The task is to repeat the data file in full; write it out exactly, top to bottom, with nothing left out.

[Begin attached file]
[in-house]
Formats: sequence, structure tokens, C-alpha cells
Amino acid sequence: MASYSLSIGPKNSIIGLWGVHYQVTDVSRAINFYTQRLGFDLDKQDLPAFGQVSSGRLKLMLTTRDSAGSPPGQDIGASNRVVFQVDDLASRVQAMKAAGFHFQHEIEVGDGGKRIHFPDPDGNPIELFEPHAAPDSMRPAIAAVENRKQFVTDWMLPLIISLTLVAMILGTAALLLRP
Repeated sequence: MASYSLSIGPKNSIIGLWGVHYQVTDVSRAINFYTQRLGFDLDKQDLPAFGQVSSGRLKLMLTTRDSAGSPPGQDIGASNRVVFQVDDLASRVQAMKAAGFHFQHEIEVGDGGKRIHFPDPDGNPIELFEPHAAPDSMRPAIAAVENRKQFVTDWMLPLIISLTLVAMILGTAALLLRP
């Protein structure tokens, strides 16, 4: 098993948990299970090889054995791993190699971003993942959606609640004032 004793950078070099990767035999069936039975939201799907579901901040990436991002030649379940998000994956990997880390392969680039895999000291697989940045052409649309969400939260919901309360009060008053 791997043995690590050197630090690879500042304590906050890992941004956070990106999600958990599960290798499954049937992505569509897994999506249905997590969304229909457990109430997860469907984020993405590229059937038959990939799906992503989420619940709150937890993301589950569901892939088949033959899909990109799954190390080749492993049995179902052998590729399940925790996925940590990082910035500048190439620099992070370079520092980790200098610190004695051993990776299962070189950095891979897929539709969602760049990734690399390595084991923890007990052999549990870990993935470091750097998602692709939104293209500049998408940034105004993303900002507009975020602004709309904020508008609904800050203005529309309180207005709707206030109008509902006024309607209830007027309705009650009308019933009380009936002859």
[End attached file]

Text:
[in-house]
Formats: sequence, structure tokens, C-alpha cells
Amino acid sequence: MASYSLSIGPKNSIIGLWGVHYQVTDVSRAINFYTQRLGFDLDKQDLPAFGQVSSGRLKLMLTTRDSAGSPPGQDIGASNRVVFQVDDLASRVQAMKAAGFHFQHEIEVGDGGKRIHFPDPDGNPIELFEPHAAPDSMRPAIAAVENRKQFVTDWMLPLIISLTLVAMILGTAALLLRP
Repeated sequence: MASYSLSIGPKNSIIGLWGVHYQVTDVSRAINFYTQRLGFDLDKQDLPAFGQVSSGRLKLMLTTRDSAGSPPGQDIGASNRVVFQVDDLASRVQAMKAAGFHFQHEIEVGDGGKRIHFPDPDGNPIELFEPHAAPDSMRPAIAAVENRKQFVTDWMLPLIISLTLVAMILGTAALLLRP
């Protein structure tokens, strides 16, 4: 098993948990299970090889054995791993190699971003993942959606609640004032 004793950078070099990767035999069936039975939201799907579901901040990436991002030649379940998000994956990997880390392969680039895999000291697989940045052409649309969400939260919901309360009060008053 791997043995690590050197630090690879500042304590906050890992941004956070990106999600958990599960290798499954049937992505569509897994999506249905997590969304229909457990109430997860469907984020993405590229059937038959990939799906992503989420619940709150937890993301589950569901892939088949033959899909990109799954190390080749492993049995179902052998590729399940925790996925940590990082910035500048190439620099992070370079520092980790200098610190004695051993990776299962070189950095891979897929539709969602760049990734690399390595084991923890007990052999549990870990993935470091750097998602692709939104293209500049998408940034105004993303900002507009975020602004709309904020508008609904800050203005529309309180207005709707206030109008509902006024309607209830007027309705009650009308019933009380009936002859």